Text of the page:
Wall Street is having a heat wave, as the stock market sizzles to new highs.
But amid the exuberance come cautions that stocks may be overvalued. Individual investors should think twice about jumping on the bandwagon.
Top officials of brokerage houses here were hardly surprised Wednesday when the Dow Jones Industrial Average again set a new high and roared through the 8000 point mark.
Market strategist David Shulman of investment house Salomon Brothers believes stocks are being pushed forward by a "near-perfect economic environment" of reasonably strong economic growth and low inflation.
Next stop for the Dow, according to Mr. Shulman, could be 8500 points. But he is not among the optimists. In fact, he thinks the market is headed for a sharp downturn.
He is among those described on Wall Street as "fully invested bears," analysts who ride the upward wave in stock prices but think it's too good to last.
Shulman sees the possibility of a 20 percent decline in the Dow in the months ahead, as the current surge loses steam.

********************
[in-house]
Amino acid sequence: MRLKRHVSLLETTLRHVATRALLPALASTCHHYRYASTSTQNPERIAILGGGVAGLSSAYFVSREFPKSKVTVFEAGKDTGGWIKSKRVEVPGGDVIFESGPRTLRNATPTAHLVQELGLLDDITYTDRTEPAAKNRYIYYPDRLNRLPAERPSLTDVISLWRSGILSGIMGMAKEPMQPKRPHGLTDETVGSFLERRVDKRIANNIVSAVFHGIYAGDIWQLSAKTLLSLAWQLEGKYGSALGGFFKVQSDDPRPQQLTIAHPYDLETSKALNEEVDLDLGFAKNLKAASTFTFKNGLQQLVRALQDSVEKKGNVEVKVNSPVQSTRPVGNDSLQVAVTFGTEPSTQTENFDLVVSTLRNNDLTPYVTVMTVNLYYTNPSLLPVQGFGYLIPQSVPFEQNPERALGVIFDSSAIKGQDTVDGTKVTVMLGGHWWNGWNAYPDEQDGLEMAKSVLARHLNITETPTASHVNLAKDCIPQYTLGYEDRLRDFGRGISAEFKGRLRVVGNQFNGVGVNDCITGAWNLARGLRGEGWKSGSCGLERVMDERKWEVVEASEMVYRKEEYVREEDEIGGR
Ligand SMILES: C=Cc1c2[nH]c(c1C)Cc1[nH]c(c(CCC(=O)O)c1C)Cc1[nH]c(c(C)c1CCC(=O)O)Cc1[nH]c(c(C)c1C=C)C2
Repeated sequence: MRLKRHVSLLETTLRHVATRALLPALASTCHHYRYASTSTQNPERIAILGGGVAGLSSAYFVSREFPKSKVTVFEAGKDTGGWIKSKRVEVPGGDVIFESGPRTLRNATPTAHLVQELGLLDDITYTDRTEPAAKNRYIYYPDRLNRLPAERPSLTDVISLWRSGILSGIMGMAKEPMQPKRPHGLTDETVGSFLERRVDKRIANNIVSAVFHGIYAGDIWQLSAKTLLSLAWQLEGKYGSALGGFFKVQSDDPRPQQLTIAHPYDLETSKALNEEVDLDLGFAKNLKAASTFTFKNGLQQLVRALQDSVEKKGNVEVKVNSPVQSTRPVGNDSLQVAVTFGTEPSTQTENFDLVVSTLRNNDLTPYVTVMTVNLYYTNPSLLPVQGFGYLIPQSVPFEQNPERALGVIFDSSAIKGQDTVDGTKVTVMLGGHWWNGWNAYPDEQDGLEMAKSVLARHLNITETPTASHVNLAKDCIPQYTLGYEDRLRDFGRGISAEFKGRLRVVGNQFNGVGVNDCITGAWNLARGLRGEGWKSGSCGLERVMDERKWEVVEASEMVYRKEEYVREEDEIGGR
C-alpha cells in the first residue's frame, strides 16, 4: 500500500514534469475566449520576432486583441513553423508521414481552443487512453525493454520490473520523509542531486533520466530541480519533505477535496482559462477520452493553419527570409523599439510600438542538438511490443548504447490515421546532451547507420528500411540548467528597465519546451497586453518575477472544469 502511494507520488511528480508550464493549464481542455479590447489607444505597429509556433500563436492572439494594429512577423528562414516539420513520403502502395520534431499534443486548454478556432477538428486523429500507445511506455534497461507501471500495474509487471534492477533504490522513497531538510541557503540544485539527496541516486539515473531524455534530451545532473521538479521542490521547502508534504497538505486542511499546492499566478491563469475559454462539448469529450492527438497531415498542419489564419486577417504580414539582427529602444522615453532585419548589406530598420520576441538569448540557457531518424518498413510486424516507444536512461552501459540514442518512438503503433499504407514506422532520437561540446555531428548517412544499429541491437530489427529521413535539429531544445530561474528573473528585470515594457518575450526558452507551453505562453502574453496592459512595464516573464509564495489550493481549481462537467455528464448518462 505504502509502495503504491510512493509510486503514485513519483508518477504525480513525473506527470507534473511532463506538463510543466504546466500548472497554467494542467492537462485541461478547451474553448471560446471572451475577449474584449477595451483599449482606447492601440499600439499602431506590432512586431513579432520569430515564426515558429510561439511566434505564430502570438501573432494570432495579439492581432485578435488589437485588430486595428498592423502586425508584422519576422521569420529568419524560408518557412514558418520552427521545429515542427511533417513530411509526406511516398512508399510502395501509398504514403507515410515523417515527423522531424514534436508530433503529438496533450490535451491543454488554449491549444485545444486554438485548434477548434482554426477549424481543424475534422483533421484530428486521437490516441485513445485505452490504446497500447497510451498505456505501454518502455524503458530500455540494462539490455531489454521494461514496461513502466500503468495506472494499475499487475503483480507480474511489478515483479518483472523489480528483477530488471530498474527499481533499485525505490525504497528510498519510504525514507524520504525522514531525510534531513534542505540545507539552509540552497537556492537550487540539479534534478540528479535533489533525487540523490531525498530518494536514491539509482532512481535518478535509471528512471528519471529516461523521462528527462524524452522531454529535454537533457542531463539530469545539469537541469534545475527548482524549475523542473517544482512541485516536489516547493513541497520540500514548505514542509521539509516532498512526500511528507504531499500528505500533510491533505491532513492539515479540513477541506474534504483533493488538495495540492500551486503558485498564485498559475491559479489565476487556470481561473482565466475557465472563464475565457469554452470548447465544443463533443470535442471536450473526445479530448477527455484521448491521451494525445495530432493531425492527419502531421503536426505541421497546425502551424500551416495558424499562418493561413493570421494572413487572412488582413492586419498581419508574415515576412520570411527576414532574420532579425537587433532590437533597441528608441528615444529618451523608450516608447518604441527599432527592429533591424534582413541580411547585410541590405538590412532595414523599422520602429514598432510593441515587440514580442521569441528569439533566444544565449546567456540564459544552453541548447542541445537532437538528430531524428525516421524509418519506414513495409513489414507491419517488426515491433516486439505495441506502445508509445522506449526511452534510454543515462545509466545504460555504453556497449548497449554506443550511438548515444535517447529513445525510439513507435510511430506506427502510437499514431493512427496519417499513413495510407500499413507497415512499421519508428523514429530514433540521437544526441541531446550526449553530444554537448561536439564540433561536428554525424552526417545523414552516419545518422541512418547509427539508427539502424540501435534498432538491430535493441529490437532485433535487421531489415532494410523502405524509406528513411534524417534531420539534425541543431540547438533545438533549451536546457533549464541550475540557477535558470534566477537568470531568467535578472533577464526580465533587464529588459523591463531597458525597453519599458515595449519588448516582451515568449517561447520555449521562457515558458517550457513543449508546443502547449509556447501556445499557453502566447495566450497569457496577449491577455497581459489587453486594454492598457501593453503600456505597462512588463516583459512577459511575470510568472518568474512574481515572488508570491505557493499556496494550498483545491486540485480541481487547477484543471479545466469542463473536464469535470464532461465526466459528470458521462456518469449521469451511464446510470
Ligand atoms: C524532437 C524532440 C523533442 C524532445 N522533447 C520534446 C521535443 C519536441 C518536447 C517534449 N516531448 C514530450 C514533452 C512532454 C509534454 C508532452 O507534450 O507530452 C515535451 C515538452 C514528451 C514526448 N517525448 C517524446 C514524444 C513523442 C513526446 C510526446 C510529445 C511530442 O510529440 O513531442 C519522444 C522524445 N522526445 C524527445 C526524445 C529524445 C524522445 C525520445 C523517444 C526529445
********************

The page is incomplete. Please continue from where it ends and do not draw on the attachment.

Shulman is not alone in seeing storm clouds on the horizon.
"The Dow could reach at least 8200 points in the next few months," says Rao Chalasani, chief strategist for Everen Securities, Chicago. "A correction is very possible, however," he adds.
"Valuation levels are very high, and in the case of many stocks, way out of line" with what investors are willing to pay to scramble aboard the market.
Mr. Chalasani believes a pullback would be in the "normal range" - somewhat higher than 10 percent - and thinks investors should hunker down.
His advice: Monitor valuation levels for stocks. When those levels climb unusually high, some selling might be appropriate. If you plan on buying stocks, proceed with caution.
It is precisely the flashing red-hot gauges on market indicators, such as valuation levels, that worry some analysts here.
Stock prices for large companies in the Standard & Poor's 500 index, for example, are trading at around 22 times their earnings. The more typical level is around 13 percent.
The dividend yield on the S&P 500 is at 1.6 percent. A few years back anything below 3 percent would have been considered a "danger zone."
"I wouldn't want to advise anyone not to get into this market, because obviously there's some play left," says Richard McCabe, chief market analyst with Merrill Lynch & Co.
But Mr. McCabe believes that late this year, or early next, there could be a 20 percent to 25 percent pullback.
Merrill Lynch is both bullish and bearish.
"Our investment model is 50 percent stocks, 45 percent bonds and 5 percent cash," he says. "We're sort of saying, 'have a good part of your assets in conservative holdings of some type.'"
And, says McCabe, look for any hint of a shift in the market. "When you see it," he says, look for an escape route.